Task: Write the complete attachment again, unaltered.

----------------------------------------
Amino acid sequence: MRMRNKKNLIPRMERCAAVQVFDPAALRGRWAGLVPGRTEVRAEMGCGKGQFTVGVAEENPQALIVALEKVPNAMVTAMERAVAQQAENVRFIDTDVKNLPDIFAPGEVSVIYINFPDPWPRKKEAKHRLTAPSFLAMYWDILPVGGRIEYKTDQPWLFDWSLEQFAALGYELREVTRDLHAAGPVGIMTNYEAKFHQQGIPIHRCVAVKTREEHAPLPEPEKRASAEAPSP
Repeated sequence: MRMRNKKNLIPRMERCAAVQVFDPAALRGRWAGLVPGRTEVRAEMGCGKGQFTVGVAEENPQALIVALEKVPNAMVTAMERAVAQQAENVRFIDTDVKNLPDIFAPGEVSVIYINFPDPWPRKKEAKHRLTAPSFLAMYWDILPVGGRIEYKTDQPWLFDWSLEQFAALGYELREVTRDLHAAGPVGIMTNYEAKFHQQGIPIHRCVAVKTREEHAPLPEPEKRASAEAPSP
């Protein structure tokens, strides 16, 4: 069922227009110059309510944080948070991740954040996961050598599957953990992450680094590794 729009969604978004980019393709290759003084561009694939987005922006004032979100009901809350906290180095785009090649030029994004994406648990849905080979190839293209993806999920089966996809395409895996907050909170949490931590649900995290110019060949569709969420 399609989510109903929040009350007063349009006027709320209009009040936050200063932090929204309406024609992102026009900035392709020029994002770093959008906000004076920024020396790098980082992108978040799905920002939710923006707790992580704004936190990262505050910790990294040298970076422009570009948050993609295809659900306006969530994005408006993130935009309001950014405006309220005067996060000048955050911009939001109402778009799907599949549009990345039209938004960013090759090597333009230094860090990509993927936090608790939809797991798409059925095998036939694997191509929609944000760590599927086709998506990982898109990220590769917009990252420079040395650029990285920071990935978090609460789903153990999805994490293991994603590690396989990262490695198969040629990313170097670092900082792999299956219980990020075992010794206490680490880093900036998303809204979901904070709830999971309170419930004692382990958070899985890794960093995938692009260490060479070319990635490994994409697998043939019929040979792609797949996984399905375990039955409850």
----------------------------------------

Amino acid sequence: MRMRNKKNLIPRMERCAAVQVFDPAALRGRWAGLVPGRTEVRAEMGCGKGQFTVGVAEENPQALIVALEKVPNAMVTAMERAVAQQAENVRFIDTDVKNLPDIFAPGEVSVIYINFPDPWPRKKEAKHRLTAPSFLAMYWDILPVGGRIEYKTDQPWLFDWSLEQFAALGYELREVTRDLHAAGPVGIMTNYEAKFHQQGIPIHRCVAVKTREEHAPLPEPEKRASAEAPSP
Repeated sequence: MRMRNKKNLIPRMERCAAVQVFDPAALRGRWAGLVPGRTEVRAEMGCGKGQFTVGVAEENPQALIVALEKVPNAMVTAMERAVAQQAENVRFIDTDVKNLPDIFAPGEVSVIYINFPDPWPRKKEAKHRLTAPSFLAMYWDILPVGGRIEYKTDQPWLFDWSLEQFAALGYELREVTRDLHAAGPVGIMTNYEAKFHQQGIPIHRCVAVKTREEHAPLPEPEKRASAEAPSP
């Protein structure tokens, strides 16, 4: 069922227009110059309510944080948070991740954040996961050598599957953990992450680094590794 729009969604978004980019393709290759003084561009694939987005922006004032979100009901809350906290180095785009090649030029994004994406648990849905080979190839293209993806999920089966996809395409895996907050909170949490931590649900995290110019060949569709969420 399609989510109903929040009350007063349009006027709320209009009040936050200063932090929204309406024609992102026009900035392709020029994002770093959008906000004076920024020396790098980082992108978040799905920002939710923006707790992580704004936190990262505050910790990294040298970076422009570009948050993609295809659900306006969530994005408006993130935009309001950014405006309220005067996060000048955050911009939001109402778009799907599949549009990345039209938004960013090759090597333009230094860090990509993927936090608790939809797991798409059925095998036939694997191509929609944000760590599927086709998506990982898109990220590769917009990252420079040395650029990285920071990935978090609460789903153990999805994490293991994603590690396989990262490695198969040629990313170097670092900082792999299956219980990020075992010794206490680490880093900036998303809204979901904070709830999971309170419930004692382990958070899985890794960093995938692009260490060479070319990635490994994409697998043939019929040979792609797949996984399905375990039955409850």